DAPL and #bankexit is another credit union opportunity lost

Sunday night, more than 100,000 people watched live coverage on social media of a showdown between Dakota Access Pipeline protesters and police. The audience posted thousands of comments, many of which urged Americans to close their big bank accounts, because the institutions provide loans and other financial services to the oil companies building the pipeline.

Coverage of DAPL has focused on the demonstrations themselves, but the underlying issue for protestors is the pipeline’s potential to damage the environment – especially local water supplies – and continued development of the oil industry instead of alternative power sources.

I was among those watching on Facebook. The confrontation was riveting, but what struck me was the fact that among all those comments disparaging big banks, not one person among the online audience urged others to move their bank accounts to credit unions. Likewise, the protester broadcasting the event mentioned the need to abandon big banks several times, but never once mentioned credit unions as an alternative.

This missed opportunity has been ongoing. Overshadowed by the Trump protests, some major bank branches in cities across the country were forced to close last Wednesday due to consumers marching in opposition to the banks’ support of the pipeline. Wells Fargo, Bank of America, Chase, Citibank and HSBC were targets.

On social media, a few posts that include the hashtag #bankexit have shown consumers closing their bank accounts and opening accounts at credit unions. However, social media searches of #bankexit posts didn’t turn up one single post by a credit union or credit union trade associations.

Like Bank Transfer Day five years ago, which produced hundreds of thousands of new members for credit unions, consumers are leading a noble movement against big banks. I don’t think #bankexit will be as successful as Bank Transfer Day, due to the pipeline’s partisan support. However, the point is that once again, the entire credit union community will benefit from an effort they did not initiate. Meanwhile, after decades of squabbling, credit unions still haven’t worked together to successfully execute a national branding campaign.

That’s not just too bad, it’s embarrassing.

Yes, the Dakota Access Pipeline is a controversial subject, and using the issue to promote membership might not sit well with your field of membership. Yet, there are plenty of community chartered credit unions that desperately need to attract young members, but they repeatedly turn a deaf ear to the issues millennials care about. In this case, the issue is responsible stewardship of local lands and natural resources, which isn’t a far cry from the concept of a locally owned, financial cooperative.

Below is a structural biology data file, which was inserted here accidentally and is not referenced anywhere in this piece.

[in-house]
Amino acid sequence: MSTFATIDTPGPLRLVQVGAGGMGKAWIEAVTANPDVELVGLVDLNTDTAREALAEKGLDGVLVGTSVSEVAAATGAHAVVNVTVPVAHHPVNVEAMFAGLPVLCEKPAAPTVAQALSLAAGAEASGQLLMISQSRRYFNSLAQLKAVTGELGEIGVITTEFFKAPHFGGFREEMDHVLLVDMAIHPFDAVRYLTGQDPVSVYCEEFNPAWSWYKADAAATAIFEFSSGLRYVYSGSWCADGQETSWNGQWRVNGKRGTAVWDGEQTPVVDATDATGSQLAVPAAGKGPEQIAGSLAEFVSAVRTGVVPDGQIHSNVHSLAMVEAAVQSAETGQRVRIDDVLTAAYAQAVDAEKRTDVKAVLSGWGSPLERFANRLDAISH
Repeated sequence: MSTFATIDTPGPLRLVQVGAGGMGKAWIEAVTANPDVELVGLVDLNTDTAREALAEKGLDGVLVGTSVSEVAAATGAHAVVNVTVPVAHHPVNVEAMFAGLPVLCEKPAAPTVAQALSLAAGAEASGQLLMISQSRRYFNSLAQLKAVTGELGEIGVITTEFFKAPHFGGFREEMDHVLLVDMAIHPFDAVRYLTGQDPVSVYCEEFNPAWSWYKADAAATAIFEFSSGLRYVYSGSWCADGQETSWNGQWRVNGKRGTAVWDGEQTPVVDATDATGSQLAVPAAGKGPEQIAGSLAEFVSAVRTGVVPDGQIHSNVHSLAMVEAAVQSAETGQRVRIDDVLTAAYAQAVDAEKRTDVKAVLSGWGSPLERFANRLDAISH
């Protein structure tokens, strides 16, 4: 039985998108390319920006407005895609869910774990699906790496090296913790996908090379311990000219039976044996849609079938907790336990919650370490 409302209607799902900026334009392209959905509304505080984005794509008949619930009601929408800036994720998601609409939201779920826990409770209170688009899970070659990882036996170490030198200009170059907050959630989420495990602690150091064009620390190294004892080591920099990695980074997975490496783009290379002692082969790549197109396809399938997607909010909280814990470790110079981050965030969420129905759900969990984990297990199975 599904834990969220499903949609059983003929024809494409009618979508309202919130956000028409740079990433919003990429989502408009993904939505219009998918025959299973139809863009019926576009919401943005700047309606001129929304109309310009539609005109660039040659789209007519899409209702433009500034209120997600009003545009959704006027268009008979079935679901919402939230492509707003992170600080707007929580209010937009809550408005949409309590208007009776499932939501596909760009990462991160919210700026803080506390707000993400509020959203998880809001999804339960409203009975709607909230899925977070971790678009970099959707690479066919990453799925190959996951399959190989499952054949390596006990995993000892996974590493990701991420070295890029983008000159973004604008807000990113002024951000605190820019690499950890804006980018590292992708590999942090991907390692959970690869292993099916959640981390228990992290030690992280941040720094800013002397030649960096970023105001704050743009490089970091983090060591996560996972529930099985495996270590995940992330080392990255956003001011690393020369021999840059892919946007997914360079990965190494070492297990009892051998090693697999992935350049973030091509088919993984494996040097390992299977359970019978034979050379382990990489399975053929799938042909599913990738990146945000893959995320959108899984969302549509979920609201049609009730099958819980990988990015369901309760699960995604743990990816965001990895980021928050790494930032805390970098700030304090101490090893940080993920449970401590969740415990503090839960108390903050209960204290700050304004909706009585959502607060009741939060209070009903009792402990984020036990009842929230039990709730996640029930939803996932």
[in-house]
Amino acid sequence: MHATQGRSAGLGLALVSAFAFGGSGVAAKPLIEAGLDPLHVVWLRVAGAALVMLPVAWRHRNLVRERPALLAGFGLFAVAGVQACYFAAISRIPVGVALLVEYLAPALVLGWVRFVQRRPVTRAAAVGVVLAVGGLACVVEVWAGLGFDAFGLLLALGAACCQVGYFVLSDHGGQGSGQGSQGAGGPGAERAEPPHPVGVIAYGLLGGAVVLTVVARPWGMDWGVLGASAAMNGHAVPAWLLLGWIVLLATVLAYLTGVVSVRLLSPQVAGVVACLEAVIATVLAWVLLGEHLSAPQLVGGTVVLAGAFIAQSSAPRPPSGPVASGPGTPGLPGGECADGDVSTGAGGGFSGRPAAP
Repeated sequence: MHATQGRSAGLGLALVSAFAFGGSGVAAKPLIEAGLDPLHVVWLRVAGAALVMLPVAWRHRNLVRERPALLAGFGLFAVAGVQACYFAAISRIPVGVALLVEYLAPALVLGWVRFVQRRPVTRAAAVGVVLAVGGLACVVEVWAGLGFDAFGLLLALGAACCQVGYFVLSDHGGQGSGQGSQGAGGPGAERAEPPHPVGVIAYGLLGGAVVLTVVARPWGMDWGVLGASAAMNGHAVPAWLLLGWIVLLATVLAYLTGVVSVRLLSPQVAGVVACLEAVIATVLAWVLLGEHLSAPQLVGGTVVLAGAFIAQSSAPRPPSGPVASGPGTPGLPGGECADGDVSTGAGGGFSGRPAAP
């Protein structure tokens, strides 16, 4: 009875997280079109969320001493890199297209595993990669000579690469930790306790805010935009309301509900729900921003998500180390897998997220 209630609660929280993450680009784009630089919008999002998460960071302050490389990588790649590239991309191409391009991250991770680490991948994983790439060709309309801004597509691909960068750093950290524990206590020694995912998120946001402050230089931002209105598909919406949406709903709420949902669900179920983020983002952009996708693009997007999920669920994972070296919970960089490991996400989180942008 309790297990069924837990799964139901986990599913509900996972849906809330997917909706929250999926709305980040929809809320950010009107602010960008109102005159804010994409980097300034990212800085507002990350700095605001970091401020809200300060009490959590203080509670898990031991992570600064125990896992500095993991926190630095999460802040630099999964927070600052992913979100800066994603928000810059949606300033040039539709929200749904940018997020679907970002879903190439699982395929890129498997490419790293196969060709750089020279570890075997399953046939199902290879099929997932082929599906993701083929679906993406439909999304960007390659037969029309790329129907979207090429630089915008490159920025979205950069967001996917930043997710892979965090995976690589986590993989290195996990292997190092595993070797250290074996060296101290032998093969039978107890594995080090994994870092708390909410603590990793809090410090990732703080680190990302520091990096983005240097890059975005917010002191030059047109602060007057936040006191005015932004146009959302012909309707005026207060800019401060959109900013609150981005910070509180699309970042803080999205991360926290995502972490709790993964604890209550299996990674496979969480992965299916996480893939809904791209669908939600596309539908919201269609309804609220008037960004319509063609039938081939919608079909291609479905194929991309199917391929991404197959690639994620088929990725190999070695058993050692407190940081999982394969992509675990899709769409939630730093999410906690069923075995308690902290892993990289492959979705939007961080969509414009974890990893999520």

Furthermore, it baffles me that credit unions and their trade associations refuse to directly target big banks as bad players in the financial services marketplace. While it’s noble to take the high road, oftentimes the only way to deal with bullies is to stand your ground and fight back. When it comes to the aggressive offensive efforts by banks to eliminate the credit union tax exemption and block regulatory relief for member business lending and field of membership, credit unions can no longer afford to play nicely. Always taking the high road will eventually lead to the failure of a financial services resource consumers desperately need.

Credit unions must seize upon bank controversies and use them as an opportunity to promote the credit union difference. A good place to start would be to publish an educational opinion piece in a local or regional media outlet. The Dakota Access Pipeline could be mentioned to provide relevance, but the piece should focus on credit union investment in local communities.

This is a message that can be repurposed and reinforced with each new bank controversy. Make no mistake, there will be more. Credit unions should be ready.

Heather Anderson

Heather Anderson

Heather Anderson is co-founder of OmniChannel Communications, a marketing company that serves fintech and asset/liability management firms. Previously, she was executive editor of Credit Union Times. She has more ... Web: www.omnichannelcommunications.com Details